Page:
By Alex Grant
Florida Senator Marco Rubio is one of the consensus front runners for the 2016 Republican party nomination. Rubio, the 44-year-old junior senator follows Donald Trump and Ted Cruz in the latest NBC / Wall Street Journal poll and is the youngest of the GOP candidates. Establishing himself as the reasonable Republican opponent for Hilary Clinton, Rubio has used his stances on gun rights, immigration and terrorism to paint a picture of what he calls, "a new American century."
In advance of this year's first ballots being cast, Rubio is once again in third in Fox's Iowa poll. The senator's success among Iowa voters is reflective of the national appeal of his message. Throughout his campaign, Sen. Rubio has stressed his desire to protect the second amendment, while also securing America's boarders and exploring options to take down what he refers to as "radical Islamic terrorism." On occasion, Rubio has looked back to his time in the Senate as a look at how a President Rubio administration would operate. However, while Sen. Rubio's time in the legislative branch offers an element of credibility to his campaign, it has also come with it's own set of problems.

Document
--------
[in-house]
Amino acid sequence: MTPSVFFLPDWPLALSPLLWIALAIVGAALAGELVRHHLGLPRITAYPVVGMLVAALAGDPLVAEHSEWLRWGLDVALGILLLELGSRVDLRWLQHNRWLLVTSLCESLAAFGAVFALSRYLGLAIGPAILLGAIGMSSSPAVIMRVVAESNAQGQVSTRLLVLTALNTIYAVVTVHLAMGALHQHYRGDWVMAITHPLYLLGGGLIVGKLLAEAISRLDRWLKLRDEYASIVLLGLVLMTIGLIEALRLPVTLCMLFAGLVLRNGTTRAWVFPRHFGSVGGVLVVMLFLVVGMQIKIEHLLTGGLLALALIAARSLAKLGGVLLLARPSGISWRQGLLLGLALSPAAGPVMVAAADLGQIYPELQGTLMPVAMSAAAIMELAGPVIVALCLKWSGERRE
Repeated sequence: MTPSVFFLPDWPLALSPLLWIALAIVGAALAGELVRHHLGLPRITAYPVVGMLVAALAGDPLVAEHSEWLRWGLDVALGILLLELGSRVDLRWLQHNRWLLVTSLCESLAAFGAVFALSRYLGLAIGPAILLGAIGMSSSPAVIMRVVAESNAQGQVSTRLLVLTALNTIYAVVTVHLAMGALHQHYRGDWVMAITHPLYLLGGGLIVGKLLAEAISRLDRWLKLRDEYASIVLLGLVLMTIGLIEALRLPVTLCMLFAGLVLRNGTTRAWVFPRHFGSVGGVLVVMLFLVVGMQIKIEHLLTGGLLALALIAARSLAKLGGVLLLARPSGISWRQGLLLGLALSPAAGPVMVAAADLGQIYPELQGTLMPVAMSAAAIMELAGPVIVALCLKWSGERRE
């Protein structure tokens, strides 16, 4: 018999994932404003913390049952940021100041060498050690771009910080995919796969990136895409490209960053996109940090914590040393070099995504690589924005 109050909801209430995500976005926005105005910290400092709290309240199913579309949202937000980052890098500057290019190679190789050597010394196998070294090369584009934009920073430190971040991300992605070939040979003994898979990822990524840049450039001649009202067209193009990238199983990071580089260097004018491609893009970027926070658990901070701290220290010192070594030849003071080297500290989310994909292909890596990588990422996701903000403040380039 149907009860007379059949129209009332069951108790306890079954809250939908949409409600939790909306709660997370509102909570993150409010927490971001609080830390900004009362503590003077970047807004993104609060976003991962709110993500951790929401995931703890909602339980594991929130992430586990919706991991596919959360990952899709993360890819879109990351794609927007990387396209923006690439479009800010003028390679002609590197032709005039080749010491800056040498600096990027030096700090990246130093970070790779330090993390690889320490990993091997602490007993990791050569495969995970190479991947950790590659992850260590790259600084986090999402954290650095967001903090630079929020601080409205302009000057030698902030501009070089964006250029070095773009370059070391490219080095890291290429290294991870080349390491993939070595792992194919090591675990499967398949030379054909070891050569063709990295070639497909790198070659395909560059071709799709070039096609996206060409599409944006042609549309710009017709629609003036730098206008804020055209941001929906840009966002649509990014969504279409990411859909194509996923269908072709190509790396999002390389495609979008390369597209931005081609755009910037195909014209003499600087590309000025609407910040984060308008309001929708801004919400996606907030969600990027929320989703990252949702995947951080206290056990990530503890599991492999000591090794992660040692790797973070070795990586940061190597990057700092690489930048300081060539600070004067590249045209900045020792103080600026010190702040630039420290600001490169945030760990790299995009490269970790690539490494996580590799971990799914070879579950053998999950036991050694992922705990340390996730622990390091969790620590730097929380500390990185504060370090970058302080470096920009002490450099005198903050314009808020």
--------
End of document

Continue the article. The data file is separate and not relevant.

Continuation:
Rubio has been accused multiple times by virtually the entire Republican field of missing votes in the Senate while being on the campaign trail, creating a narrative that suggest can not or he is not best serving his constituents in Florida. By the facts, yes, Rubio has missed several votes. However, the numbers and the narrative created around them are a bit deceiving. According to govtrack.us, Rubio has missed 120 of 314 roll call votes in the last year alone, being absent for roughly 38% of his votes. This number pales in comparison to Sen. John McCain who during his bid for The White House in 2008, missed 247 votes, totaling a roughly 58% rate of abstention.
Other strikes against Rubio include the idea that he is too young and inexperienced to serve as Commander-In-Chief. To combat this notion, Rubio has released television and radio ads across key primary and caucus states that paint him as stern leader, highlighting his intentions of taking down ISIS, if elected. Lastly, as surprising as it may seem, the Cuban American Miami native has taken fire for his stance on immigration, primarily when it comes to differing from the second place candidate, Senator Ted Cruz.
The Rubio campaign has recently taken a unique stance on these narratives by releasing a new ad, mocking some of the allegations against him. The ad features individuals in campaign shirts for Cruz, Bush, etc. making statements about Rubio such as "Marco Rubio once took 11 items through the express line." This approach of painting the candidate as larger than the petty political jabs that come with campaigns has several benefits. For Rubio, he looks more mature and above what his competitors are saying about him, as if it were child's play or schoolyard chatter.